Lucille Stewart Beeson, who made generous donations to Samford University, Cumberland School of Law and the Birmingham Museum of Art, died at age 95 in Birmingham, Ala., on January 8. Known for her philanthropy, Beeson donated her entire Wedgwood pottery and porcelain collection, which she began assembling in 1947, to the museum in 1975. According to the Associated Press, Lucille and her husband, Dwight, along with other members of her family, gave more than $100 million total to the university.
Robert Carter Slack, age 58, of Atlanta, Ga., died December 18 of an aneurysm at Piedmont Hospital. Mr Slack, a New York native, was a 37-year Atlanta resident and businessman. He co-founded Great Gatsby’s Auction House and Antiques in 1983. He is survived by his sons, Brett Slack and Cary Milligan and his brothers, Ron Slack and Richard Slack, all of Atlanta.
Linda S. Ferber, Andrew W. Mellon Curator of American Art and chair of the department of American art at the Brooklyn Museum of Art, Brooklyn, N.Y., is trying to locate “A Harvest Field,” by William Trost Richards (American, 1833-1905), for an upcoming show. The work measures 34 by 59 inches. Call Ms Ferber at 718/638-5000, extension 265 or 267 with information; it is hoped the work will be included in a Richards exhibition set to open at the Brandywine River Museum, Chadds Ford, Pa in September 2001.
The Yale University Art Gallery, New Haven, Conn., has appointed Denise Miller to a newly created position- deputy director for programs and external affairs at the gallery. The director of The Museum of Contemporary Photography at Columbia College Chicago for the past 16 years, Miller assumed her new post in December.
Gabriella De Ferrari, who recently served as project director of the Wadsworth Atheneum’s Architecture and Project Planning Committee, has been elected to the Hartford, Conn. museum’s Board of Trustees. An art historian and museum professional by training, De Ferrari is a former assistant director of the Fogg Art Museum and a former director of the Institute of Contemporary Art in Boston. She is also a philanthropic advisor and fiction writer. Her books include the novel A Cloud on Sand (Knopf 1990), Gringa Latina, a “fictional” autobiography (Houghton Mifflin 1995), and a book-in-progress on Machu Picchu (to be published by Knopf). On the curatorial side, the Wadsworth Atheneum has appointed Ulrich Birkmaier as Paintings Conservator and Trina Evarts as Assistant Curator of American Decorative Arts.
The Tremaine Foundation, Meriden, Conn., has announced the recipients of the Emily Hall Tremaine Exhibition Award. The four institutions receiving Exhibition Awards for the year 2000 are P.S. 1 Contemporary Art Center in New York City ($50,000), the Institute of Contemporary Art in Boston ($100,000), the Baltimore Museum of Art ($100,000) and the Virginia Museum of Fine Arts in Richmond ($100,000). The biennial Exhibition Award – established in 1998 to honor Emily Hall Tremaine, a life-long collector of contemporary art – rewards innovation and experimentation at the curatorial level by supporting thematic exhibitions that challenge audiences and expand the boundaries of contemporary art.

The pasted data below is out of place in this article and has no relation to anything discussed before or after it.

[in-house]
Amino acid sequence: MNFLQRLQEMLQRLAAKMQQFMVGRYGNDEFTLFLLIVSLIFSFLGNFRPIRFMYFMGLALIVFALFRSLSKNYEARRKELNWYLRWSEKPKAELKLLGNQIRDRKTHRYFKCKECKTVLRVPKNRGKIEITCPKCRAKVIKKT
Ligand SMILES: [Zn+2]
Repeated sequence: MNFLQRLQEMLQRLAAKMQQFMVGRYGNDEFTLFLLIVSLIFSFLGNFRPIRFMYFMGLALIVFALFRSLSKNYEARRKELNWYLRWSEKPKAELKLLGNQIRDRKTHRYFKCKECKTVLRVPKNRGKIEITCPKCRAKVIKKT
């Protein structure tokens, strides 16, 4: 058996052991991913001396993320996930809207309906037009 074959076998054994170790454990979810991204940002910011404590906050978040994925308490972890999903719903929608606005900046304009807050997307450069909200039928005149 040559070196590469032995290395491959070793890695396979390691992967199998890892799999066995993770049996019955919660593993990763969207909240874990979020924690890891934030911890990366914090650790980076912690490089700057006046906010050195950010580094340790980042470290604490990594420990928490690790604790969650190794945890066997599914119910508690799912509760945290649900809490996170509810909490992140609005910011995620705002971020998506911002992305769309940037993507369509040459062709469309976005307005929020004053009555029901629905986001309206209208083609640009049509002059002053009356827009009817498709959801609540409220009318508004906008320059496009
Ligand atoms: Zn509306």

Craftsman Auctions, which recently merged with David Rago, will launch a new series of sales at Fontaine’s Auction Gallery. Jerry Cohen and John Fontaine will feature paintings, prints and photographs in the venture, set to debut on May 6 in Pittsfield, Mass., at Fontaine’s.
The Museum of Fine Arts, Houston, Tex., has acquired “The Last of the Tribes” (1867-74), a marble sculpture by American artist Hiram Powers. The 66-inch sculpture, which depicts the partially nude figure of an American Indian woman, was purchased with funds provided by the Agnes Cullen Arnold Fund. It is on view in the Kilroy Gallery of the Audrey Jones Beck Building, 5601 Main Street.
London’s DMG Antiques Fairs, one of Europe’s largest organizers of antiques and collectors fairs, has joined with Travel Management Group to provide the Spring Antique and Heritage Tour of Southeast England, which runs from April 23 to 29. This tour will focus on the Detling International Antiques and Collectors Fair and the Ardingly International Antiques and Collectors Fair, known as the largest fair in the South of England.